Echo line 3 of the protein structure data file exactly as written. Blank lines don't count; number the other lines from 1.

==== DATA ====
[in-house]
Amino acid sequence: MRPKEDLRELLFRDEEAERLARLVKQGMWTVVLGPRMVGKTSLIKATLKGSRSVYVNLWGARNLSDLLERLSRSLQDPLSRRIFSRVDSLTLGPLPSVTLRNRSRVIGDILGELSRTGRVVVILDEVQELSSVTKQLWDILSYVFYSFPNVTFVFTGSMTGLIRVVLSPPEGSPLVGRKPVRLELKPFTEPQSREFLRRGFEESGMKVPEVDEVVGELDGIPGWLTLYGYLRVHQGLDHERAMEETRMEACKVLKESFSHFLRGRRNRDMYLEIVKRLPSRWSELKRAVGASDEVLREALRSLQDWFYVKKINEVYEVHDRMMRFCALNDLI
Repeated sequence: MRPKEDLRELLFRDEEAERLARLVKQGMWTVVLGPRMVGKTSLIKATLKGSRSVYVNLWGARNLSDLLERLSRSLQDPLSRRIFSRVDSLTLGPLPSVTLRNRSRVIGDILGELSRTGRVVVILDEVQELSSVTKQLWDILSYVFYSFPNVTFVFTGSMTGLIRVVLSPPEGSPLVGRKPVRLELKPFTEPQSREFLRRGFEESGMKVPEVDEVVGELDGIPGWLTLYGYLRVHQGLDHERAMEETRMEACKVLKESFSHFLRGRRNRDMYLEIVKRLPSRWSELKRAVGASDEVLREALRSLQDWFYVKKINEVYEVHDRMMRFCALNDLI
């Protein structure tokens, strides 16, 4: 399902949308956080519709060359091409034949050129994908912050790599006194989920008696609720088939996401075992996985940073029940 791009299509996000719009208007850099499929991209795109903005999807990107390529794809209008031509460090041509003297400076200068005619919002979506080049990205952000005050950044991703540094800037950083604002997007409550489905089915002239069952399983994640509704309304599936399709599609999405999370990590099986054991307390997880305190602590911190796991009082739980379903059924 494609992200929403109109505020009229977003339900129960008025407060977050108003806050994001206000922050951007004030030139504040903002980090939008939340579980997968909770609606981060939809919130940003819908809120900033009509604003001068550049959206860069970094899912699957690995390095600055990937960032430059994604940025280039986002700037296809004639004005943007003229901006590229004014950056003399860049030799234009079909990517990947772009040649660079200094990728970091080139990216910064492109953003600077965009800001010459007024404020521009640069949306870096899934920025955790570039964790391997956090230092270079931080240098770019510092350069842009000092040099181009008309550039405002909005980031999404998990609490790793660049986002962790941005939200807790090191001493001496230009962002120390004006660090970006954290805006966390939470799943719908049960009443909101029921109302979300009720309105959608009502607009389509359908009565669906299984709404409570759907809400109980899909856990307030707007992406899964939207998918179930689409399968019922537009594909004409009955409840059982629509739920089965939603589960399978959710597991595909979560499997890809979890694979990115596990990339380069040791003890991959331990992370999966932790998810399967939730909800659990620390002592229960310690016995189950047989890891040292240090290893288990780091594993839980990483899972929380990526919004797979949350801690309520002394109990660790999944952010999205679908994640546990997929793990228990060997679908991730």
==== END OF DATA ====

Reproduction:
Repeated sequence: MRPKEDLRELLFRDEEAERLARLVKQGMWTVVLGPRMVGKTSLIKATLKGSRSVYVNLWGARNLSDLLERLSRSLQDPLSRRIFSRVDSLTLGPLPSVTLRNRSRVIGDILGELSRTGRVVVILDEVQELSSVTKQLWDILSYVFYSFPNVTFVFTGSMTGLIRVVLSPPEGSPLVGRKPVRLELKPFTEPQSREFLRRGFEESGMKVPEVDEVVGELDGIPGWLTLYGYLRVHQGLDHERAMEETRMEACKVLKESFSHFLRGRRNRDMYLEIVKRLPSRWSELKRAVGASDEVLREALRSLQDWFYVKKINEVYEVHDRMMRFCALNDLI